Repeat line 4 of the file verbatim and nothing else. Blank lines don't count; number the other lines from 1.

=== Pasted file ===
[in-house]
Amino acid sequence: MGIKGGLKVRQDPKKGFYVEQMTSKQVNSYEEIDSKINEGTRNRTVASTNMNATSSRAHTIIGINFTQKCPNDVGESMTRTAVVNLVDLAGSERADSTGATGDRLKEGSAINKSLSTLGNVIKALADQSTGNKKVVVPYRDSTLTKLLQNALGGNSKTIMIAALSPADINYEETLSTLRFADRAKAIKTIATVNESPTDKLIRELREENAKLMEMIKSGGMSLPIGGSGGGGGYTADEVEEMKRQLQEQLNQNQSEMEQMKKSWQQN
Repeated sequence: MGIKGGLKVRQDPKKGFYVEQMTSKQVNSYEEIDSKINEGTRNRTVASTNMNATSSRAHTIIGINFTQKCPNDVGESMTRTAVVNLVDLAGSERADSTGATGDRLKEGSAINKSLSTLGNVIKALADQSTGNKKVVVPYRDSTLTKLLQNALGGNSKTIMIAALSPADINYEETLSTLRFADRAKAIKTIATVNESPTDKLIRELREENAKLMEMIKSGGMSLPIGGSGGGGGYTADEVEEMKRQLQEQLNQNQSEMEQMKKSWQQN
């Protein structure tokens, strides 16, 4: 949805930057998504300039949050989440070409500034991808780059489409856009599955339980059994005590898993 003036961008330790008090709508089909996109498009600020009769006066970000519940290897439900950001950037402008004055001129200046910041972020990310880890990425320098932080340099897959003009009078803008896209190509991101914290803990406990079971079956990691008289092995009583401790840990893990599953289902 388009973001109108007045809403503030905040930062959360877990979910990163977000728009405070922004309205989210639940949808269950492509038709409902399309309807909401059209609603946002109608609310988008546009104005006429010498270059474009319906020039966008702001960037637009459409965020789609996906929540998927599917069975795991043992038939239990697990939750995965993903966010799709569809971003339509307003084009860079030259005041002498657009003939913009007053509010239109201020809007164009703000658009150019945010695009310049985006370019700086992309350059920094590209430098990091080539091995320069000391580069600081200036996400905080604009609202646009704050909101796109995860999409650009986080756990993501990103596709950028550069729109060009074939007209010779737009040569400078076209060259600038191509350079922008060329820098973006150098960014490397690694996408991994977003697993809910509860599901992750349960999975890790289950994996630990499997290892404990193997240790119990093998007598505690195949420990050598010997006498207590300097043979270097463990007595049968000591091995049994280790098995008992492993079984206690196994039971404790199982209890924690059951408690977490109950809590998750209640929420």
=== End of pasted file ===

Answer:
């Protein structure tokens, strides 16, 4: 949805930057998504300039949050989440070409500034991808780059489409856009599955339980059994005590898993 003036961008330790008090709508089909996109498009600020009769006066970000519940290897439900950001950037402008004055001129200046910041972020990310880890990425320098932080340099897959003009009078803008896209190509991101914290803990406990079971079956990691008289092995009583401790840990893990599953289902 388009973001109108007045809403503030905040930062959360877990979910990163977000728009405070922004309205989210639940949808269950492509038709409902399309309807909401059209609603946002109608609310988008546009104005006429010498270059474009319906020039966008702001960037637009459409965020789609996906929540998927599917069975795991043992038939239990697990939750995965993903966010799709569809971003339509307003084009860079030259005041002498657009003939913009007053509010239109201020809007164009703000658009150019945010695009310049985006370019700086992309350059920094590209430098990091080539091995320069000391580069600081200036996400905080604009609202646009704050909101796109995860999409650009986080756990993501990103596709950028550069729109060009074939007209010779737009040569400078076209060259600038191509350079922008060329820098973006150098960014490397690694996408991994977003697993809910509860599901992750349960999975890790289950994996630990499997290892404990193997240790119990093998007598505690195949420990050598010997006498207590300097043979270097463990007595049968000591091995049994280790098995008992492993079984206690196994039971404790199982209890924690059951408690977490109950809590998750209640929420």